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Nūz: Santa Cruz County News Briefs

FLOW wrests Felton water system away from Cal-Am for a paltry $10 million, Assemblyman John Laird peddles clever car-tax-for-parks scheme, King Street considered for bike-friendly makeover and Sacramento lawmakers prepare to raid state transportation fund--again.

Victory for FLOW

It was a little like winning the Superbowl--if your team is undersized, chronically underfunded and just started playing ball six years ago. On Friday, a small group of Felton activists finally wrested control of their water system away from California-American Water after six years of bitter fighting--and for less than half Cal-Am's original asking price. The water system, which serves 1,330 customers, is now set to be handed over to the San Lorenzo Valley Water District (SLVWD) for $10.5 million, pending approval by the district's board of directors at its Thursday meeting.

Depending on who's doing the talking, this is a victory for both sides. The water district, at the urging of the citizens group Friends of Locally Owned Water (FLOW), launched an eminent domain lawsuit against Cal-Am last year, arguing that the greater public good would be served if it owned the water system. After SLVWD won that argument, a June 2 hearing was set to determine how much the district would pay for the system and the watershed land. Cal-Am wanted $25 million. SLVWD wanted to pay $7.6 million. They reached the compromise figure after SLVWD agreed to not develop any watershed land or cut any timber. Jim Mosher, chief legal adviser to FLOW, thinks this represents a victory for his small grassroots organization.

"The settlement means that Cal-Am had to go down $15 million, and we only had to go up $2 million," says Mosher. "So the water district decided to just seal the deal, because at these jury trials you never know what can happen."

Cal-Am spokesman Kevin Tilden, however, says his company got the best end of the deal. Once the potential for development and the sale of high-value lumber in the watershed was taken out of the equation, Cal-Am tagged the water system at just under $20 million, while SLVWD had pegged it at just over $5 million. So the $10.5 million figure, plus the $2.9 million in debt for a treatment plant, ended up being closer to Cal-Am's offer, argues Tilden.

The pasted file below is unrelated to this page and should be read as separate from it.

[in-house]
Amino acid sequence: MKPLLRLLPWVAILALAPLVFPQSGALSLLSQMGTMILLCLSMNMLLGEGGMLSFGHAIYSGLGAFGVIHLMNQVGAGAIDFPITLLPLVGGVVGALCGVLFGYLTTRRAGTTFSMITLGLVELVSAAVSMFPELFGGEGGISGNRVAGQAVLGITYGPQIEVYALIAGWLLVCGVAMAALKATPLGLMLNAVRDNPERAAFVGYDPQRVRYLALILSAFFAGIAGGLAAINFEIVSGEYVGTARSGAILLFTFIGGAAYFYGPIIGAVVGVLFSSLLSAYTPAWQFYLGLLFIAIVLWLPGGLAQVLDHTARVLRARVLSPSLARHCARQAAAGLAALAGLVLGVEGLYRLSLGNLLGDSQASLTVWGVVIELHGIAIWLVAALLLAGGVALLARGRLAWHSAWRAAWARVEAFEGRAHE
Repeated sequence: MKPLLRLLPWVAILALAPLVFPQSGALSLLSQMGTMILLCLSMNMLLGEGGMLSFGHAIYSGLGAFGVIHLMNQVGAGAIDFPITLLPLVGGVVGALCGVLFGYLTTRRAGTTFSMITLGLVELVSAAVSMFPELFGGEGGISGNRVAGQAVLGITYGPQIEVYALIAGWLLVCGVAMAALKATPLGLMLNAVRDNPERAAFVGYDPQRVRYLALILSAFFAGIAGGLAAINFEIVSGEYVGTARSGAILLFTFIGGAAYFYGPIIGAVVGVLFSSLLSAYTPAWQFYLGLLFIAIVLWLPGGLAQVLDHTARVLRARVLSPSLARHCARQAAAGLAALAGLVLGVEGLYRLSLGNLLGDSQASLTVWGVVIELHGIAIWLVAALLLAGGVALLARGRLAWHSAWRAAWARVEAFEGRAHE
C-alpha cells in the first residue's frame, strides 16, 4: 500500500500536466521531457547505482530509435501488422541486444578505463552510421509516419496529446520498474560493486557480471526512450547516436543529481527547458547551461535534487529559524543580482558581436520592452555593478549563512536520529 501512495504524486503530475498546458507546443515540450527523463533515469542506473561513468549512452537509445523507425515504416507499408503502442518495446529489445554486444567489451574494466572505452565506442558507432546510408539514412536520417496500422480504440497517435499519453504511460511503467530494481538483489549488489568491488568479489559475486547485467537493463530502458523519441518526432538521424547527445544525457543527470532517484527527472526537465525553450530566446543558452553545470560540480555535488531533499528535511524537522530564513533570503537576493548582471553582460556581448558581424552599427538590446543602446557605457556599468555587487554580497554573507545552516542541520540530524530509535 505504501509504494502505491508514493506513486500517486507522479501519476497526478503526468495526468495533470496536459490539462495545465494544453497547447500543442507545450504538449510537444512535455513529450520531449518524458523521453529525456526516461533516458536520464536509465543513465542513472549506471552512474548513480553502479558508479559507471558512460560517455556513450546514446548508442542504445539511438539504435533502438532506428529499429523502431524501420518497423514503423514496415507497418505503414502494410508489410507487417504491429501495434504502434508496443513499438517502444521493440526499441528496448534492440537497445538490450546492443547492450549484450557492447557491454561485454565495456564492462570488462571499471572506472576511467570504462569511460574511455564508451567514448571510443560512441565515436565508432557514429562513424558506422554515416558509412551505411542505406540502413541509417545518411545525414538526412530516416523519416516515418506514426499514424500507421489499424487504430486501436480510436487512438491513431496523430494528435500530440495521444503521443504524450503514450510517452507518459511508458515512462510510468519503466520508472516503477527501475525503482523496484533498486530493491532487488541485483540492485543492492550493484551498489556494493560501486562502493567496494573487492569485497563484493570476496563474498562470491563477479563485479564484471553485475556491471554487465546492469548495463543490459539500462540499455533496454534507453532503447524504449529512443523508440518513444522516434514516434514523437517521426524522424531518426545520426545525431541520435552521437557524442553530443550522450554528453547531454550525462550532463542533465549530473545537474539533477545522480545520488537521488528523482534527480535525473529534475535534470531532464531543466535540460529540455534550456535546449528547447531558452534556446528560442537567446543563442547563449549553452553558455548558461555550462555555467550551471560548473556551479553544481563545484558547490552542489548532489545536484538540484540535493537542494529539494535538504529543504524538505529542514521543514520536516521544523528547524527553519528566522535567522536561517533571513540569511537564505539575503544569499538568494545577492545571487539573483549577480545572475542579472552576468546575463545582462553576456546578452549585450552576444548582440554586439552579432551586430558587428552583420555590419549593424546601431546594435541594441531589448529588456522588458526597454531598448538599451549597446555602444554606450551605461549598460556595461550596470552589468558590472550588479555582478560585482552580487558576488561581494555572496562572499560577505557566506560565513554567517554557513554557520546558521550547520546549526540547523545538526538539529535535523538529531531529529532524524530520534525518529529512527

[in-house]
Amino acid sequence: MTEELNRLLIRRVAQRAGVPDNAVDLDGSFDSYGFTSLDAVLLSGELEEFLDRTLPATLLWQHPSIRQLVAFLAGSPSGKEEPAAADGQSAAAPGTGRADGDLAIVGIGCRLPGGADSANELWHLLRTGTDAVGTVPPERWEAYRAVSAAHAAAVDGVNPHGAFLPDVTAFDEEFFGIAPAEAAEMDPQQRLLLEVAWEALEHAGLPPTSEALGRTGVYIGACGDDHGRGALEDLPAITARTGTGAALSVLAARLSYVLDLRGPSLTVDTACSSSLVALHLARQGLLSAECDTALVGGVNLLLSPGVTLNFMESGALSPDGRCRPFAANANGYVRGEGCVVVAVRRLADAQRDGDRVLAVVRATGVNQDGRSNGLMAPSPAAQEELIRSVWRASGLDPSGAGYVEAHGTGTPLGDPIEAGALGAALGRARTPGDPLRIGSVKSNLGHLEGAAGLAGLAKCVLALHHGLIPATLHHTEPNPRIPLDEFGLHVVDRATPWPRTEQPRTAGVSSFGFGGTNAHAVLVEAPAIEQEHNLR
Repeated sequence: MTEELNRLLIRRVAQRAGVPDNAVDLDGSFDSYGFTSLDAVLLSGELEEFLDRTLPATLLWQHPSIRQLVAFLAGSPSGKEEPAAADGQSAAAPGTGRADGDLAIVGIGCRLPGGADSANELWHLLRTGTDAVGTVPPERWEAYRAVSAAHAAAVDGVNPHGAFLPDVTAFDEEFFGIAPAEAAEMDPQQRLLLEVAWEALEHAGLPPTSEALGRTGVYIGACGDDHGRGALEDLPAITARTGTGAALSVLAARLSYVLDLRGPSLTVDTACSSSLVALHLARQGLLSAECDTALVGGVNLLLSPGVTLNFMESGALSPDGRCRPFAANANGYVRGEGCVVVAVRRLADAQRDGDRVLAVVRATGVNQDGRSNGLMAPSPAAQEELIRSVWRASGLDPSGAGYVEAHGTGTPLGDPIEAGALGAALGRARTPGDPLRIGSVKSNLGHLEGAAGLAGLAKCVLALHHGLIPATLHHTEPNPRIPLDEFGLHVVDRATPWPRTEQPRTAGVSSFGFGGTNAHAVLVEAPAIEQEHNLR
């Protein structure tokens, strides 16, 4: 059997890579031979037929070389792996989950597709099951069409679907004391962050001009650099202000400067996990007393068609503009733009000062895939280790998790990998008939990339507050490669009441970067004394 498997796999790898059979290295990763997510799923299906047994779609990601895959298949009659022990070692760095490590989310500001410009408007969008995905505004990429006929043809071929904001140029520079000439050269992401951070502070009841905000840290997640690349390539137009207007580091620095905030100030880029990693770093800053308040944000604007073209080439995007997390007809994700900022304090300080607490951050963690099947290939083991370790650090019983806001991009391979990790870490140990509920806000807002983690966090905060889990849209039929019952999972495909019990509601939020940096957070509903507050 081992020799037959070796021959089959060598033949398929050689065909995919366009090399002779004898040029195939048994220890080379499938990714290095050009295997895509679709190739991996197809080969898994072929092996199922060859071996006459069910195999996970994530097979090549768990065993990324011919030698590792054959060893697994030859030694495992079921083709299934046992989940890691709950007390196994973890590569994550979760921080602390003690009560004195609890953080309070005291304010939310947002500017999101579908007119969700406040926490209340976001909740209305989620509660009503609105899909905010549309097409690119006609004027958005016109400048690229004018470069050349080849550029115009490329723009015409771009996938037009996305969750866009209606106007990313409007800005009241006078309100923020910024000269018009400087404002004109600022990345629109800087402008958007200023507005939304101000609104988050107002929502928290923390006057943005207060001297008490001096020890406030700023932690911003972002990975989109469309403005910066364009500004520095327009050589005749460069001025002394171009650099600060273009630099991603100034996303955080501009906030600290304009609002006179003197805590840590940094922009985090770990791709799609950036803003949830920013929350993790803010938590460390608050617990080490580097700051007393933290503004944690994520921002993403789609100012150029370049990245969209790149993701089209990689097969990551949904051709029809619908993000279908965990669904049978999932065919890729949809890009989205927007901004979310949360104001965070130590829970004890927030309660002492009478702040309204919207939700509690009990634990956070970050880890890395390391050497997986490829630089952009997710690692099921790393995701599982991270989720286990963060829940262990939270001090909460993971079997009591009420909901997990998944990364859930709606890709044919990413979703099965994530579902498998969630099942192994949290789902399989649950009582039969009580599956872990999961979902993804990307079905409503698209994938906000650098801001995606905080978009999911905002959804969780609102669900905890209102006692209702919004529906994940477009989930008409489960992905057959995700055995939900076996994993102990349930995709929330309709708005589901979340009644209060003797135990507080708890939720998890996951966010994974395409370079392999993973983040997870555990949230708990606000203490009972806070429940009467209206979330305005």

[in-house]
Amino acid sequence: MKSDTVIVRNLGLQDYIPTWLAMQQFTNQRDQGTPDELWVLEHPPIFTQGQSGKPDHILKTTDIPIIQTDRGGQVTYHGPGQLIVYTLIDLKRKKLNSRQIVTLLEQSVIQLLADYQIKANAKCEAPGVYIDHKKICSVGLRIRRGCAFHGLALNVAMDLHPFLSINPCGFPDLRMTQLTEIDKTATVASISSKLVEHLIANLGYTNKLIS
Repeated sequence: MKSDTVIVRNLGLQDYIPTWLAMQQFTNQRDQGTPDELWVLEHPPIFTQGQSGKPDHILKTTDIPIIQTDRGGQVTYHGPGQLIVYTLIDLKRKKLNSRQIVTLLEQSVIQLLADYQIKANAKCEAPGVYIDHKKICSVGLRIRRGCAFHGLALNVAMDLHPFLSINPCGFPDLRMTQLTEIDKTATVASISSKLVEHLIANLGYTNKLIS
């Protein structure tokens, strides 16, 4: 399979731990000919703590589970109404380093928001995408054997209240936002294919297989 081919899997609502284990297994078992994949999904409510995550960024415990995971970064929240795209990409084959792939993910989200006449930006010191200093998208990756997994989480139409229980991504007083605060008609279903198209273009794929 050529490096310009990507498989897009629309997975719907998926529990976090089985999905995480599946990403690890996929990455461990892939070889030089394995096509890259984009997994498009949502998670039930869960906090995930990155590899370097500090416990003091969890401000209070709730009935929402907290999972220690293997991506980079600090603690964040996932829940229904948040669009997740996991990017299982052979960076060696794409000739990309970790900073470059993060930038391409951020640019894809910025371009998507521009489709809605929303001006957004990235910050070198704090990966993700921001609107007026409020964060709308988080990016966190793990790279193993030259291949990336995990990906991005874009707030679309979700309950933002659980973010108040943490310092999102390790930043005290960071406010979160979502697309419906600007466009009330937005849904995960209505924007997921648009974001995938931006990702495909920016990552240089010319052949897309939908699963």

"It's a very substantial settlement, and I'm sure Felton homeowners could send their kids to UC with the money they'll be paying for this bond," says Tilden, referring to the $11 million bond approved by Felton voters in 2005, which will pay for the water system. "People are committed to government ownership at any cost, and they got it at a very high cost."

Regardless of the public relations spin--and the fuzzy math--that both sides apply to the deal, it's clear to Nu_z that none if it would have been possible without the organizing strength of FLOW. The small citizen's group pestered Cal-Am so persistently that other watersheds around the state began to look a lot more attractive, according to Tilden. Mosher admits Cal-Am probably ended up making more money than it deserved to from the sale of the water system, but at this point he's just happy to chalk up a victory for public ownership of water.